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Robin InceRobin Ince is widely recognised as one of the UK’s most accomplished and versatile comedians with a string of awards and media appearances to his name.

He instituted and hosted the show Nine Lessons and Carols for Godless People at the Hammersmith Apollo.  With Professor Brian Cox he writes and co-presenting the awared winning science show The Infinite Monkey Cage for BBC Radio 4 and appears regularly on Antony Gormley's One and Another (Sky Arts) and on Newsnight Review (BBC2). Robin was a regular on Richard and Judy, Channel 4 / UKTV and supported Ricky Gervais on his Fame tour. His first feature film (co-written with Carolyn Wilson) Razzle Dazzle was officially selected by the Berlin Film Festival and the New York Childrens Film Festival.

He was the Chortle Award Winner in 2009, Winner of the Time Out Outstanding Comedy Achievement Award and nominated for the British Comedy Award’s Best Stage Show for Robin Ince's Book Club - a celebration of uniquely bad writing. Written with his co-The Infinite Monkey Cage presenter Brian Cox, HarperCollins published their How to Build a Universe in 2017.

His The Importance of Being Interested was published by Atlantic in the UK in 2021. Bibliomaniac, his book on the life-long obsession for all bookish things, will be published by Atlantic in 2022.


Praise for The Importance of Being Interested

Ince makes profound - and funny - reflections on our tiny lives in a massive universe. -- Observer

A delightful and scintillating hymn to science. Resolutely a non-scientist, Robin Ince discovers with awe that when science addresses the "big problems" and destroys familiar beliefs, it does not leave us in a cold, meaningless and de-humanized world, but in a one which is colourful, human, full of intensity and wonder. -- Professor Carlo Rovelli, bestselling author of Seven Brief Lessons on Physics


Wonderful! A beautifully written elegy to science, combining wonder, mystery and humour. Curiosity dances across the pages. Robin's take on science is human, funny but also deeply enthralling. -- Professor Alice Roberts, TV presenter, academic and bestselling author of Ancestors


Robin is the most engaging of science communicators. As someone who also struggled with science as a child, still finds physics an impossible foreign tongue, and came late to the fulfilment of a curious mind, I found this book by turns challenging, entertaining and moving. -- Steve Backshall, BAFTA-winning British explorer, naturalist, presenter and writer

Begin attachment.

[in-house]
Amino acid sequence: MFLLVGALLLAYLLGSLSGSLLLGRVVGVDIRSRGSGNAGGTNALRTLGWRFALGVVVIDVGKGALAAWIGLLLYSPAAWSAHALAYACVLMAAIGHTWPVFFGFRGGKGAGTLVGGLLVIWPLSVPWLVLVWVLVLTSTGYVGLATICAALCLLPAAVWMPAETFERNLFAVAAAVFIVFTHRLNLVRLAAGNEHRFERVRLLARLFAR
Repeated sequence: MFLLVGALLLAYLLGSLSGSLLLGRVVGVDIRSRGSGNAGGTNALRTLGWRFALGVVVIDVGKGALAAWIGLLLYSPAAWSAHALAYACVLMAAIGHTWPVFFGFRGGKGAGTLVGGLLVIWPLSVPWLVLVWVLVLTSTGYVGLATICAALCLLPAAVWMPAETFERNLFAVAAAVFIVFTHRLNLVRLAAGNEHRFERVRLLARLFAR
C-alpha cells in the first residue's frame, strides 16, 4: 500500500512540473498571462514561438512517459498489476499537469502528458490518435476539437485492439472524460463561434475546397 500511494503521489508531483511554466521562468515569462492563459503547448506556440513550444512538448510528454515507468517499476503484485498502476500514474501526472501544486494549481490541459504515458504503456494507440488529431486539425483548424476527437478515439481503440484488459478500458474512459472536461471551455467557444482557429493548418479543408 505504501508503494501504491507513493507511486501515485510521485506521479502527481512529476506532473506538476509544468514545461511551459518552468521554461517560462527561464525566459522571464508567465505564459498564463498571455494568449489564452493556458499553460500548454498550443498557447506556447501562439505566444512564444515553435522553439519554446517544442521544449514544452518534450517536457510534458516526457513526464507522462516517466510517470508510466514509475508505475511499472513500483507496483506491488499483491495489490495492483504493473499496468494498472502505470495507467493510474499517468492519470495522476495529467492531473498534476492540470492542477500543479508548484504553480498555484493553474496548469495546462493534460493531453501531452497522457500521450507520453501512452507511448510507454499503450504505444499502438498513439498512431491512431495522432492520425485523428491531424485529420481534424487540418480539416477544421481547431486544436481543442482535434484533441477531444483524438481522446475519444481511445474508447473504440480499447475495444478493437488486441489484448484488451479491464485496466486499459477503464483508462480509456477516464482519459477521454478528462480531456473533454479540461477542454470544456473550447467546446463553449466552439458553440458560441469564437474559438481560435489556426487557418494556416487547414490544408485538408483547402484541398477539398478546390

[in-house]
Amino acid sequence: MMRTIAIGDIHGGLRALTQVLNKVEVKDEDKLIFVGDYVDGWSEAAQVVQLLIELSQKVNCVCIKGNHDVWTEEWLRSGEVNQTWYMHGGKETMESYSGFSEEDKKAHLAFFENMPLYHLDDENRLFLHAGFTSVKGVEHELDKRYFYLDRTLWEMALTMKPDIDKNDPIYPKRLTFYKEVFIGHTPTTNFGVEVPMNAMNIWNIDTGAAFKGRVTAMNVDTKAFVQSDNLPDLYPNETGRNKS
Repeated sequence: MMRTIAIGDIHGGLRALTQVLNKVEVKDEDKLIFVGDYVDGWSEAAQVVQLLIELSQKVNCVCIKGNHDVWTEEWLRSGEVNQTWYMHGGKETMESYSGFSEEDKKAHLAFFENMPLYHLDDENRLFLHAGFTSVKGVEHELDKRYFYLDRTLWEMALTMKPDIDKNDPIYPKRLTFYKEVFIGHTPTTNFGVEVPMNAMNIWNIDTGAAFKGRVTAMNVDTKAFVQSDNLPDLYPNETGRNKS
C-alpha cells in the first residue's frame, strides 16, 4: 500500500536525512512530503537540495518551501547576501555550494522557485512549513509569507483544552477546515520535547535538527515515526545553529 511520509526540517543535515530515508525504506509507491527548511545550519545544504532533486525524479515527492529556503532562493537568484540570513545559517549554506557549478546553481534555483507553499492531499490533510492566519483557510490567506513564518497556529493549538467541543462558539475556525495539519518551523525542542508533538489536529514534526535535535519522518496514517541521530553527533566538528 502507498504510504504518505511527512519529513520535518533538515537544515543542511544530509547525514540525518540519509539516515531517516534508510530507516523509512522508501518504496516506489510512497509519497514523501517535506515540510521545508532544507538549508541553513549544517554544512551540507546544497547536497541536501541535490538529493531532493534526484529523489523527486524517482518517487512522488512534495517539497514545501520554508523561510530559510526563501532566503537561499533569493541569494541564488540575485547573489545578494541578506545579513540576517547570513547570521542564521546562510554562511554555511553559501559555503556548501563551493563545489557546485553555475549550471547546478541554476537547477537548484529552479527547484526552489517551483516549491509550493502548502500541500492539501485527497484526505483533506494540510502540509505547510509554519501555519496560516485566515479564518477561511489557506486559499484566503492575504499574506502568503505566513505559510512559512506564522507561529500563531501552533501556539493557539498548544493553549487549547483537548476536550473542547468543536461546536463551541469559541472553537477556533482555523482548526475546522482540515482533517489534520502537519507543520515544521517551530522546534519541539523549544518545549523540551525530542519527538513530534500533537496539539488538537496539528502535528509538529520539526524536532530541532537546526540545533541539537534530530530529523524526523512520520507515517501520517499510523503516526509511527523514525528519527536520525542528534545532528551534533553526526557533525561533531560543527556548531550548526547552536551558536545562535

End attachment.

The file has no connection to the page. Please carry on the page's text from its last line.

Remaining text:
With razor-sharp wit and insight, Robin slices into the biggest questions of our time. The Importance of Being Interested left me smiling and thinking more deeply. -- Commander Chris Hadfield, astronaut and bestselling author


Brilliant and Entertaining. Science is done by humans, and humans are the only reason that science matters: curiosity is part of human nature, but sometimes we need reminding just how much is out there to explore and enjoy.-- Dr Helen Czerski, Physicist and bestselling author of Storm in a Teacup


Will gladden the heart and stimulate the mind... Sparkling.

-- Independent

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Robin InceComedian Robin Ince quickly abandoned science at school, bored by a fog of dull lessons and intimidated by the barrage of equations. But, twenty years later, he fell in love and he now presents one of the world’s most popular science podcasts. Every year he meets hundreds of the world’s greatest thinkers.

In this erudite and witty book, Robin reveals why scientific wonder isn’t just for the professionals. Filled with interviews featuring astronauts, comedians, teachers, quantum physicists, neuroscientists and more – as well as charting Robin’s own journey with science – The Importance of Being Interested explores why many wrongly think of the discipline as distant and difficult. From the glorious appeal of the stars above to why scientific curiosity can encourage much needed intellectual humility, this optimistic and profound book will leave you filled with a thirst for intellectual adventure.

BIBLIOGRAPHY: The Importance of Being Interested (Atlantic, 2021);I'm a Joke and So Are You (Atlantic, 2018); How to Build a Universe (with Brian Cox) (William Collins, 2017); Robin Ince's Bad Book Club: One Man's Quest to Uncover the Books that Taste Forgot (Little, Brown, 2010).